Curses and Blessings of Over-Thinking

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Curses and Blessings of Over-Thinking

In the course of discussing possible solutions to a problem, I suggested to a managing partner not to over-think it. The response was, “But I must over-think it; I’m a lawyer.”

Over-thinking can be more trouble than it’s worth. It can result in hours billed to a client that varies from absurd to obscene and is exactly the type of behaviour that can make a client furious.

The best way to curb over-thinking is thorough and crystal-clear communication from start to finish. Communication begins with listening carefully to what the client says, and asking probing questions to make certain everyone is clear on the issues and expectations.

Discuss in detail from the outset – and as the matter progresses – how the client will qualify success. Their answer might not be what you expected. Success could be as simple as not exceeding a budget, getting a matter completed before the client’s financial year-end, or well in advance of a Board meeting, Annual General Meeting, or some other occurrence with a non-elastic deadline.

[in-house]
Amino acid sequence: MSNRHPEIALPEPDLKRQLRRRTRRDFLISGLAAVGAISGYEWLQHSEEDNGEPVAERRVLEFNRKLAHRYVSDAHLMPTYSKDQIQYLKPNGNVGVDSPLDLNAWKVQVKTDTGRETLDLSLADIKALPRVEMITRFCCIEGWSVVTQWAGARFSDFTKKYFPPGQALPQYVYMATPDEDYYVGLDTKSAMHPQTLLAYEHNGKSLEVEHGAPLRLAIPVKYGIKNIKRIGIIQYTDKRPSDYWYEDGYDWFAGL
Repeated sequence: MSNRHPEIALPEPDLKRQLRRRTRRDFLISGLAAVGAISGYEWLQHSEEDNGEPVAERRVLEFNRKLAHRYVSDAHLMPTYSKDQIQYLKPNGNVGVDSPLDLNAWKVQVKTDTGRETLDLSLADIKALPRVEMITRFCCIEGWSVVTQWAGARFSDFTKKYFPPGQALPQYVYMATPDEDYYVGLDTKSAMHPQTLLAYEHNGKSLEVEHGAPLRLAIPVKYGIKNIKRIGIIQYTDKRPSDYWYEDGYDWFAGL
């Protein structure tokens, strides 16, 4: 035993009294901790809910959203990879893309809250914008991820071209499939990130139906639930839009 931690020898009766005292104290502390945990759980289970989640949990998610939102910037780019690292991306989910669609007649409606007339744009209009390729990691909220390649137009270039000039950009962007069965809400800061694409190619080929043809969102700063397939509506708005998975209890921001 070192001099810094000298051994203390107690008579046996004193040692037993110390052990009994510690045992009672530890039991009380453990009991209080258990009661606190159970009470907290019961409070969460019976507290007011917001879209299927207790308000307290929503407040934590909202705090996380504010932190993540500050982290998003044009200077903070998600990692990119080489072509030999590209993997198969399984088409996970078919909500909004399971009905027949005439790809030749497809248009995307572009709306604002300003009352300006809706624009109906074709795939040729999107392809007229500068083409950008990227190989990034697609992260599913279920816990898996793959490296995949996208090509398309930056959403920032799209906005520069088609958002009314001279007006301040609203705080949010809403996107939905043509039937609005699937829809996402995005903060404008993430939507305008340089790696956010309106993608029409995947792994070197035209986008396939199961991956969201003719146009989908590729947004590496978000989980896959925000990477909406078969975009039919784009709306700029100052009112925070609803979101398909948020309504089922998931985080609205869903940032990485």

Once you clearly understand how a client will measure success, you should be good to go while continually taking the initiative to check in and compare notes as you move through the process together.

Discussing success as the matter progresses is crucial. This is because issues and agendas can change in a finger snap, and you’ll need to be aware of these factors to avoid unpleasant surprises and keep everyone’s expectations balanced, including your own.

It’s pretty much a given that lawyers tend to exercise their “worry muscles.” The caveat is that if you must engage in over-thinking, do it on your own time and dime. In doing so, it’s very okay to let the client know that they’re on your mind while you’re off the clock.

Over-thinking in this fashion adds tremendous value since the client will appreciate that you’re going the extra mile to safeguard their interests. This is the kind of meaningful added value that impresses clients and that they appreciate. Best of all, “over-thinking for free” literally costs both you and your client nothing, and doing so provides you with the huge return of continuing to earn and keep your client’s trust.

 

Heather Suttie is a legal marketing and business development consultant. She works with a range of firms — BigLaw to NewLaw, Global to Solo. Reach her at +1.416.964.9607 or www.heathersuttie.ca.

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